Struggling department store chain House of Fraser has had its Company Voluntary Agreement backed by landlords and suppliers, and will officially close over half of its stores.
The move is a bid to avoid the 169 year old retailer falling into administration, following rapidly falling profits in the retail sector.
A statement from the company said: “Following the restructuring, House of Fraser will have a more sustainable cost base and a platform for future growth to deliver an improved customer proposition.”
As part of the CVA, House of Fraser will close 31 of their 59 stores throughout the nation, and will receive rent cuts on an additional 10. 6,000 jobs are expected to be lost, 2,000 directly from the retailer and 4,000 in concessions.
CVAs, seen more and more often today with the raft of retailers struggling, have proved unpopular with landlords, who bear the brunt of costs incurred due to lost rent.
Many landlords are claiming the CVA process is being abused by businesses, though insolvency rules afford them less voting power in the process than fellow creditors.
House of Fraser chief executive Alex Williamson said going to a CVA was difficult but necessary, and their focus was now on moving forward to help the retail community.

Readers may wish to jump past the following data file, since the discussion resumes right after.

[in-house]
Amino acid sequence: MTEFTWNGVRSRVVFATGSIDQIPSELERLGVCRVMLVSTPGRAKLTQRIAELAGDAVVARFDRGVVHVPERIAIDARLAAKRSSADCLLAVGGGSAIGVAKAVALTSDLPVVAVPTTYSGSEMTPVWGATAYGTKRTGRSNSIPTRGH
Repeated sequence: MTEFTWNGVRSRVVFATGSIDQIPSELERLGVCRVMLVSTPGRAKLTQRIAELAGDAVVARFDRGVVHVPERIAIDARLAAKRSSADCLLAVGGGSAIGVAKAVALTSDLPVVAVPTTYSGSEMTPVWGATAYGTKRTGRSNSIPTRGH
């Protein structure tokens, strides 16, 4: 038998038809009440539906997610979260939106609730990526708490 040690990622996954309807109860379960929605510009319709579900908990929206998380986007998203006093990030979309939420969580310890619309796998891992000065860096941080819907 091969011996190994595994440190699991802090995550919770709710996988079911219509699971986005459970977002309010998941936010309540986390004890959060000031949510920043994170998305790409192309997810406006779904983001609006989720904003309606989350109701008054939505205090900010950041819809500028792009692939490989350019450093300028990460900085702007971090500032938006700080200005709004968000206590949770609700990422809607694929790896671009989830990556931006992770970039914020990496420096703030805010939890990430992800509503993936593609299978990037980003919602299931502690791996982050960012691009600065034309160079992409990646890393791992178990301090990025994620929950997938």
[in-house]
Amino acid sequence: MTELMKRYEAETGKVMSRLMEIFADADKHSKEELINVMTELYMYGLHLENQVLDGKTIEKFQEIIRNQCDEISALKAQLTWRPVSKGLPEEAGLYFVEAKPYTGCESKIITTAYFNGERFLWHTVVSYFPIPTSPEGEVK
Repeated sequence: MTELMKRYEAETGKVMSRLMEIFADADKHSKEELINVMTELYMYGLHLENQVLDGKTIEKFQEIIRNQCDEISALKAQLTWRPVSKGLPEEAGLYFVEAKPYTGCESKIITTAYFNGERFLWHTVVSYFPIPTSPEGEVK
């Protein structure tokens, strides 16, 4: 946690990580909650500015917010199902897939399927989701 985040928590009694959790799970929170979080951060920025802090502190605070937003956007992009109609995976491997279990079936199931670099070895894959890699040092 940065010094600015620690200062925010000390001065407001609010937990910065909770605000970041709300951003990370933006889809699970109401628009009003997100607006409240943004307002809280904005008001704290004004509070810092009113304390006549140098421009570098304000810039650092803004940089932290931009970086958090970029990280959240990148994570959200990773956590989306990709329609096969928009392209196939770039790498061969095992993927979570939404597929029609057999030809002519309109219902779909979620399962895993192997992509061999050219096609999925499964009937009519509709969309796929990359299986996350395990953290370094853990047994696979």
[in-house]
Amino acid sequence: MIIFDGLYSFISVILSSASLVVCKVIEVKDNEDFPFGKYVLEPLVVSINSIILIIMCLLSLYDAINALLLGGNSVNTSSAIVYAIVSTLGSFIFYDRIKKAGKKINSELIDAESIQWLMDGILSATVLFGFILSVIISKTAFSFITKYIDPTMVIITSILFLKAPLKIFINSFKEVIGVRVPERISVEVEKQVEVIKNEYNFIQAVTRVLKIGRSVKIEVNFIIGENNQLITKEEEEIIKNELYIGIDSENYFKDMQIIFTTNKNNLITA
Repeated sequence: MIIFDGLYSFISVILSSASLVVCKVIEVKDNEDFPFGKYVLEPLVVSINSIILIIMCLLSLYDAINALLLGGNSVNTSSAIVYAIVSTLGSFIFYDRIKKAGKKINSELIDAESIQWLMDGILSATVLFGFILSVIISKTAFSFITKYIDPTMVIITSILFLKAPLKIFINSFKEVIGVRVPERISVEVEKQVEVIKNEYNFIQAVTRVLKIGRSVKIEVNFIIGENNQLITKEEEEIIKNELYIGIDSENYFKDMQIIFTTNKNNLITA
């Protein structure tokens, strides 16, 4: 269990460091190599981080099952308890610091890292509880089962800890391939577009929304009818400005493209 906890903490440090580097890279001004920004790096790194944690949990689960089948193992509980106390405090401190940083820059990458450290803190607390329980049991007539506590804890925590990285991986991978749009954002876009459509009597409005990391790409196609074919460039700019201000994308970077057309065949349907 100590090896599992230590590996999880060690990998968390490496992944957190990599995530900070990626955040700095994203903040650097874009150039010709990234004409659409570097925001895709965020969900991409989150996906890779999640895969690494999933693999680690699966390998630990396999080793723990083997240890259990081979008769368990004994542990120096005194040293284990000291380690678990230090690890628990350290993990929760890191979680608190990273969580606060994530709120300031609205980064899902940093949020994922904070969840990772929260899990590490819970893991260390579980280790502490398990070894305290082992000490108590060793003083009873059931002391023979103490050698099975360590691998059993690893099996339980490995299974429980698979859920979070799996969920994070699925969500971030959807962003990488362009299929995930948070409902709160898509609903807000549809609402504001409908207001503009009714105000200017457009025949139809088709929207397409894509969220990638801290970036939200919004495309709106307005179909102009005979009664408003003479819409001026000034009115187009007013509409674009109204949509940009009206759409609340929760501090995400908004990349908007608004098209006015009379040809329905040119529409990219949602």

“The CVA proposals have been approved by our creditors and we are grateful for their ongoing support and belief in the future of House of Fraser,” said Williamson.
“This was clearly a difficult decision to take but is, ultimately, the only one to secure our future.”
The CVA’s approval opens the door for a majority stake in the company to be sold to Nanjing based fashion conglomerate C.banner, who had agreed on the purchase contingent on the restructuring plan. The Chinese outfit have pledged a £70m investment should they complete the sale.
Most of the stores set to close will do so early 2019, including House of Fraser’s Oxford Street store in London, as well as Cardiff’s Howells and Rackhams in Birmingham.